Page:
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Despite strong objections by many here at StackExchange, the mad scientist continues to use ethically questionable methods to study the spatial cognition of ants.

Last time, he left ant Juliet at a corner of a cubic box and placed ant Romeo at the opposite corner. Much to the mad scientist's surprise, without hesitation Romeo followed the shortest path over the sides of the box that brought him straight to Juliet.

Now the mad scientists has worked out a much bigger challenge for Romeo. Again he leaves Juliette at a corner of a box, but this time it is a 7-dimensional hypercubic box. Out of the 127 remaining corners, he selects the one that is furthest from Juliet. With a big grin the mad scientist places Romeo at this very corner.

Romeo is confused. He knows how to handle a box with 6 sides. But now as many as 672 square sides are available on the box. How should he optimize the journey to his beloved Juliet?

Can you help Romeo? How long is the shortest path (expressed in box edge lengths) to Juliet?

[Inspired by this recent puzzle.]

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  • $\begingroup$ Am I right that this puzzle is exactly the same as the linked one except that instead of 98 dimensions you have 7? $\endgroup$ – Ivo Beckers Oct 4 '15 at 16:13
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    $\begingroup$ Now the ant is constrained to two-dimensional faces (In mine it was 97-dimensional, leaving many degrees of freedom for it to walk) $\endgroup$ – MathET Oct 4 '15 at 16:20
  • $\begingroup$ He was surprised because he thought Juliet would make the move first? $\endgroup$ – Florian F Oct 5 '15 at 13:35
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$$ \begin{array}{l} (0,0,0,0,0,0,0)\\ (1,\frac{3}{4},0,0,0,0,0):\frac{5}{4}u\\ (1,1,\frac{1}{3},0,0,0,0):\frac{5}{12}u\\ (1,1,1,\frac{1}{2},0,0,0):\frac{5}{6}u\\ (1,1,1,1,\frac{2}{3},0,0):\frac{5}{6}u\\ (1,1,1,1,1,\frac{1}{4},0):\frac{5}{12}u\\ (1,1,1,1,1,1,1):\frac{5}{4}u. \end{array} $$

Total distance traveled: $5$ units. This corresponds to the shortest path through six squares arranged in a zigzag fashion: $\sqrt{3^2+4^2}$.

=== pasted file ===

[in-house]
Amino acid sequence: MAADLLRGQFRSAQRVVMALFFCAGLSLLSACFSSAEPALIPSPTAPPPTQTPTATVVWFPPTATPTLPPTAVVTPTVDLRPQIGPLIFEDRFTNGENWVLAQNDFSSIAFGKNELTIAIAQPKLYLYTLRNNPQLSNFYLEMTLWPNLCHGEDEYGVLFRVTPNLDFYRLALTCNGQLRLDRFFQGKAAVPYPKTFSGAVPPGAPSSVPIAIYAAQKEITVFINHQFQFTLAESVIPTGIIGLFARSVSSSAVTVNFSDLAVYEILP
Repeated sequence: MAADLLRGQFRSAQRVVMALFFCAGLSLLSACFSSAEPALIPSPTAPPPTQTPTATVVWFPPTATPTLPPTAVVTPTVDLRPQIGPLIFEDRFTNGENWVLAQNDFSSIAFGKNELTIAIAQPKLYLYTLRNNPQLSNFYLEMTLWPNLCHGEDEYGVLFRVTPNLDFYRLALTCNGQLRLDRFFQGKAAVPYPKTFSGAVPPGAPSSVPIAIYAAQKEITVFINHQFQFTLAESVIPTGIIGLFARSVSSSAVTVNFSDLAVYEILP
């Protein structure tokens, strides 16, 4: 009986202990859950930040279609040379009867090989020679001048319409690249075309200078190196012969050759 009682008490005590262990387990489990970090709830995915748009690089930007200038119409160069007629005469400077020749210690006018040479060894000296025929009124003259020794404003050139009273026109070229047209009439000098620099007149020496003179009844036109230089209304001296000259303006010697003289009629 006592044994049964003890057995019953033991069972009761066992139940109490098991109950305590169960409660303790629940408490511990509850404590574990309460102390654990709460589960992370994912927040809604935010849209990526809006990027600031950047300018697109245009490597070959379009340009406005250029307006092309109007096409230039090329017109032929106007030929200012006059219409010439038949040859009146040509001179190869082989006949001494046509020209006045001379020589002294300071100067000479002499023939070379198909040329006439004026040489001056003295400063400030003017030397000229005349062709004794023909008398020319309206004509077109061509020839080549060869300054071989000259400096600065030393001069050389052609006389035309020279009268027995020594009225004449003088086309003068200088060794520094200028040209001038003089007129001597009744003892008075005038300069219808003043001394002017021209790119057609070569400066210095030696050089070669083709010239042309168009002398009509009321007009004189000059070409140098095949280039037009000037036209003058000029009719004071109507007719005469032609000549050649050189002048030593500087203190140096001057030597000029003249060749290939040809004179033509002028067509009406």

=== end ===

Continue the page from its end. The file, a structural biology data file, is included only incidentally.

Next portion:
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Romeo picks a square face having his starting position as a vertex, and travels along its diagonal. Romeo then picks another square that has his current position as a vertex but does not share a side with the first square, and travels along its diagonal. So far Romeo has travelled $2\sqrt{2}$ side lengths. Now Romeo can find a cube with him and Juliet at opposite vertices, and he will have to travel $\sqrt{5}$ side lengths more to reach Juliet, for a total distance $2\sqrt{2}+\sqrt{5}\approx 5.06$ side lengths.

If ours is the standard unit hypercube $[0,1]^7$ in $7$-space, then Romeo's path is piecewise linear, with vertices $$ \begin{array}{l} (0,0,0,0,0,0,0)\\ (1,1,0,0,0,0,0)\\ (1,1,1,1,0,0,0)\\ (1,1,1,1,1,0,1/2)\\ (1,1,1,1,1,1,1). \end{array} $$

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    $\begingroup$ Why is this optimal? (Is it?) $\endgroup$ – MathET Oct 4 '15 at 18:06
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    $\begingroup$ My intuition is that unfolding it would yield a zigzag path through 4 faces, but some kind of straighter path passing through small sections of other faces could result in a shorter one $\endgroup$ – MathET Oct 4 '15 at 18:13
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    $\begingroup$ It's definitely not clear that the path I describe is optimal $\endgroup$ – Julian Rosen Oct 4 '15 at 18:14
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No paths can do better than an analogous to

f''

's diagonal path, for hypercubes of any dimension. Without loss of generality, let's assume the side length equals one.

To make the diagonal path, you select one edge, find an adjacent (touching) edge perpendicular to the previous one, and another one perpendicular to both, and the fourth one perpendicular to the first three, and so on, until an edge is reached which contains the endpoint. Every edge changes one coordinate from zero to one, or one to zero, and since they are all perpendicular, it's a different one each time, so no coordinates are changed back to zero, and we're guaranteed to reach the opposite vertex.